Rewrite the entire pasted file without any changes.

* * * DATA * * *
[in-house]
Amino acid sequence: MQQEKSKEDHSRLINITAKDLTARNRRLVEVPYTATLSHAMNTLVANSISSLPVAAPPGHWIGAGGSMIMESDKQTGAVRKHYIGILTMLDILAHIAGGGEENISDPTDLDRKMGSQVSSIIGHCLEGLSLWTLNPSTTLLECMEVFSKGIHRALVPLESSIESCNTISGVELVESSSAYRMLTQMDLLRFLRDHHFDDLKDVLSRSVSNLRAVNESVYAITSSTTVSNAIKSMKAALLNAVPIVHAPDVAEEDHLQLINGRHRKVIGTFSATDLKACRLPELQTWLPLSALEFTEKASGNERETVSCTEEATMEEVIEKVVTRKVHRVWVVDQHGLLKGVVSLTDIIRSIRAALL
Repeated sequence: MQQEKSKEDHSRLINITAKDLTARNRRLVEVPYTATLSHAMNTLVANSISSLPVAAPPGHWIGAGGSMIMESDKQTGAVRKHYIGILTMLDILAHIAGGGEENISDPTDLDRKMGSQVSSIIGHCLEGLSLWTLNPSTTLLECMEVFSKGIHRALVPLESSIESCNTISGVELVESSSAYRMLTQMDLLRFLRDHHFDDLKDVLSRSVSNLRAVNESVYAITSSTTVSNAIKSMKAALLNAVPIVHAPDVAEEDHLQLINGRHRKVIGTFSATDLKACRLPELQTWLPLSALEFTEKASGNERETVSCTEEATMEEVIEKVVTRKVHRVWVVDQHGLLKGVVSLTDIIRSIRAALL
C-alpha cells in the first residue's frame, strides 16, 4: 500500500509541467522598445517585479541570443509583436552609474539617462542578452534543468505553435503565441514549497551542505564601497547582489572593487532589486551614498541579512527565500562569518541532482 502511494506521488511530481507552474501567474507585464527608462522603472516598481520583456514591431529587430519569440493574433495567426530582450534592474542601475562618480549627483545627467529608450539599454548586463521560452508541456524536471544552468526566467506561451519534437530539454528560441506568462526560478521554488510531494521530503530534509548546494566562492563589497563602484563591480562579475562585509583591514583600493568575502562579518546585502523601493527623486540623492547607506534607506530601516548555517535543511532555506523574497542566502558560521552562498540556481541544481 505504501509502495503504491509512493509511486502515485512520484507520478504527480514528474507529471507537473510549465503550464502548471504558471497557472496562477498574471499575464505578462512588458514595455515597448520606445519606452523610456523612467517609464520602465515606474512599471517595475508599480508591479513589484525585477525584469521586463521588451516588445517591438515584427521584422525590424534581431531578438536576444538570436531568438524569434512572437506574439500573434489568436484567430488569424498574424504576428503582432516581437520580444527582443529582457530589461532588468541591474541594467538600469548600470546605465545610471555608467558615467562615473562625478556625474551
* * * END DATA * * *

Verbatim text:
[in-house]
Amino acid sequence: MQQEKSKEDHSRLINITAKDLTARNRRLVEVPYTATLSHAMNTLVANSISSLPVAAPPGHWIGAGGSMIMESDKQTGAVRKHYIGILTMLDILAHIAGGGEENISDPTDLDRKMGSQVSSIIGHCLEGLSLWTLNPSTTLLECMEVFSKGIHRALVPLESSIESCNTISGVELVESSSAYRMLTQMDLLRFLRDHHFDDLKDVLSRSVSNLRAVNESVYAITSSTTVSNAIKSMKAALLNAVPIVHAPDVAEEDHLQLINGRHRKVIGTFSATDLKACRLPELQTWLPLSALEFTEKASGNERETVSCTEEATMEEVIEKVVTRKVHRVWVVDQHGLLKGVVSLTDIIRSIRAALL
Repeated sequence: MQQEKSKEDHSRLINITAKDLTARNRRLVEVPYTATLSHAMNTLVANSISSLPVAAPPGHWIGAGGSMIMESDKQTGAVRKHYIGILTMLDILAHIAGGGEENISDPTDLDRKMGSQVSSIIGHCLEGLSLWTLNPSTTLLECMEVFSKGIHRALVPLESSIESCNTISGVELVESSSAYRMLTQMDLLRFLRDHHFDDLKDVLSRSVSNLRAVNESVYAITSSTTVSNAIKSMKAALLNAVPIVHAPDVAEEDHLQLINGRHRKVIGTFSATDLKACRLPELQTWLPLSALEFTEKASGNERETVSCTEEATMEEVIEKVVTRKVHRVWVVDQHGLLKGVVSLTDIIRSIRAALL
C-alpha cells in the first residue's frame, strides 16, 4: 500500500509541467522598445517585479541570443509583436552609474539617462542578452534543468505553435503565441514549497551542505564601497547582489572593487532589486551614498541579512527565500562569518541532482 502511494506521488511530481507552474501567474507585464527608462522603472516598481520583456514591431529587430519569440493574433495567426530582450534592474542601475562618480549627483545627467529608450539599454548586463521560452508541456524536471544552468526566467506561451519534437530539454528560441506568462526560478521554488510531494521530503530534509548546494566562492563589497563602484563591480562579475562585509583591514583600493568575502562579518546585502523601493527623486540623492547607506534607506530601516548555517535543511532555506523574497542566502558560521552562498540556481541544481 505504501509502495503504491509512493509511486502515485512520484507520478504527480514528474507529471507537473510549465503550464502548471504558471497557472496562477498574471499575464505578462512588458514595455515597448520606445519606452523610456523612467517609464520602465515606474512599471517595475508599480508591479513589484525585477525584469521586463521588451516588445517591438515584427521584422525590424534581431531578438536576444538570436531568438524569434512572437506574439500573434489568436484567430488569424498574424504576428503582432516581437520580444527582443529582457530589461532588468541591474541594467538600469548600470546605465545610471555608467558615467562615473562625478556625474551